In a 2005 blog entry from economist and George Mason professor, Bryan Caplan disputes the veracity of time preference proving why interest rates tend to be positive. Time preference asserts that people prefer present consumption over future consumption. Providing some insight into why people would be willing to receive money now and later pay it back with interest. From the standpoint of an individual’s assessment of value, $1000.00 today is worth more than $1000.00 three months from now. Dr. Caplan launches a two-pronged attack against the assumption that time preference explains why interest rates are positive. Caplan suggests that dimmishing marginal utlity, not time preference demonstrates the proclivity of interest rates being positive.
Professor Caplan’s first point regarding the failure of time preference to adequately explain positive interest rates relates to the allocation of nonmonetary resources. He details a scenario where an individual is marooned on a desert island with only two bananas. Per a loose application of time preference, in theory, the person stuck on the island would eat both bananas today. Since we prefer present consumption to future consumption. A “perfectly patient” person would be willing to eat only one banana a day to more effectively curb their hunger. This is because we disvalue hunger today equally as much as we do tomorrow. Making dividing consumption between the two days a more effective use of resources.
Caplan goes further elucidates this point by demonstrating the fact that often in barter interest rates are negative. Per the blog entry:
“Suppose we knew the price of food would double next year. Then a pound of food now trades for half a pound of food one year from now. Translation: a negative 50% interest rate!
If this seems crazy to you, suppose the food was the only commodity, and you expect a famine next year. Wouldn’t you happily trade 2 pounds of current food in exchange for a promissory note good for 1 pound of food next year?”
This example explicates depending on the context we may forgo present consumption for future consumption. Even when we are expected to take a loss on the value of that commodity. This foils the main tenants of time preference. If we were to delay current consumption for future consumption we tend to do so for future gain. To quote the Austrian economist Roger Garrison “ We save up for something”. We hang on to stocks, gold, annuities, bonds, or cash holdings with the anticipation they will increase in value. It is important to note that inflation does take its toll on cash holdings. In the mind of the average person, it is more about amassing large quantities of money than an expected increase in value. Per time preference, if we did anticipate no gain from delaying consumption, we would be more apt to consume now than take the loss. However, in the situation presented by Dr. Caplan, it may be reasonable that a logical person may do the opposite. The rationale why loans for money tend to be positive is the fact that money does not spoil and is of little cost to store.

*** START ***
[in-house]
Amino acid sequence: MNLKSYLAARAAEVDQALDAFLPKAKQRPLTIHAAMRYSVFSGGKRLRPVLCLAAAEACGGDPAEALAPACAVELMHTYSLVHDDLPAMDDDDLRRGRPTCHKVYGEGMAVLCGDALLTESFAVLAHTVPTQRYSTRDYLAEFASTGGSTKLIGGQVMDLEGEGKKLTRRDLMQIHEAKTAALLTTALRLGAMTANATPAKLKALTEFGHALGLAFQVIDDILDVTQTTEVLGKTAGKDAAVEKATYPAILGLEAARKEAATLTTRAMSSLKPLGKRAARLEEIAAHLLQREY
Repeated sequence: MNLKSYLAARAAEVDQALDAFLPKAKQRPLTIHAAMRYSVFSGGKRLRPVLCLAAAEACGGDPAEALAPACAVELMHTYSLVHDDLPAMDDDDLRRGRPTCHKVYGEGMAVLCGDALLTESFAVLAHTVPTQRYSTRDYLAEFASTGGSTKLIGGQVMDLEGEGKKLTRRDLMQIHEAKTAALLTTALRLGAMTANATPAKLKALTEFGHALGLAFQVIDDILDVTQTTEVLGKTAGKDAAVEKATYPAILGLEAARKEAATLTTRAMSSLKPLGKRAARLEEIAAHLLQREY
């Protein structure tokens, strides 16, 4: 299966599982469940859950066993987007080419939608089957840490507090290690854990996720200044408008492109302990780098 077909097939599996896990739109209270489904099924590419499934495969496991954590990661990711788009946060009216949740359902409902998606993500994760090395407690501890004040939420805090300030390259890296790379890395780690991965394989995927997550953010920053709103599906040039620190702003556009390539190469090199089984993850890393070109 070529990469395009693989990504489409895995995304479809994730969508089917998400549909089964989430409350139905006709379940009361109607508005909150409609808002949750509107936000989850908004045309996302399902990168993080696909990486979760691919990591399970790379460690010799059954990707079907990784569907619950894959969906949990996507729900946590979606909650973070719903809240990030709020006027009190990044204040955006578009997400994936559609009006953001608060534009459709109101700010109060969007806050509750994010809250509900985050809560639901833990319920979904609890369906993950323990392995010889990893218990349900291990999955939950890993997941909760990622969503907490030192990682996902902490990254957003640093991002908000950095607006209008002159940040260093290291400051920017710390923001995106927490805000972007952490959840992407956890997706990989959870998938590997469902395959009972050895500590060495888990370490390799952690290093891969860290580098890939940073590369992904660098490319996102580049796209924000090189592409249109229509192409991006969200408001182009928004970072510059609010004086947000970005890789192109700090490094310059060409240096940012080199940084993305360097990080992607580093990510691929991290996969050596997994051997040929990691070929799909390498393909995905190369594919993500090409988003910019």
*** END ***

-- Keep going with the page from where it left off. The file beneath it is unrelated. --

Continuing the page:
The second prong of Professor Caplan’s argument is the most compelling. In modern society, people have the ex-ante perception that they will be richer in the future. Anticipating being wealthier at a later date will drive a person’s demand for consumption up for the present. As the individual exhausts their desire to consume, the hope is that they have more money to pay back the sum that was loaned with interest. That is certainly a point that the Austrian perspective on interest rates ignores. Is it possible that if we excepted to get a raise in our compensation next year, we are more apt to spend more now and around the time we start to experience the disutility of consumption we experience a bump in pay? This is a very likely scenario. Presents arguably the biggest blind spot in the theory of time preference.
However, there is one looming question that Dr. Caplan does sidestep in his arguments. Few sane economists would ever argue that the law of diminishing marginal utility doesn’t apply to consumer behavior. But are we truly measuring the utility of the same commodities if we delay present consumption? Our Christmas decorations three weeks before December 25th the same commodity as these same decorations on the clearance rack the first week of January? It could be reasonable to argue no. While diminishing marginal utility could explain this decrease in demand, but it fails to consider the full scope of the customer’s subjective evaluation of the goods. The marginal utility can only explain the assessment of the value of a commodity. It cannot explain if the customer perceives the good as being categorically different. The variable of time could very well influence whether Christmas decorations now or a month ago are truly the same product. Applying this reasoning to interest rates, this point becomes quite clear. Is $1000.00 today plus avoiding a late payment on a credit card the same as $1,000.00 next week? Especially when we consider late fees, damage to our credit score, etc. On top of it, you still owe the credit card company $1,000.00. It is difficult to quantify the intrinsic value of having a clear credit score. $1,000.00 plus interest may be worth more to the individual than taking a hit on their credit score.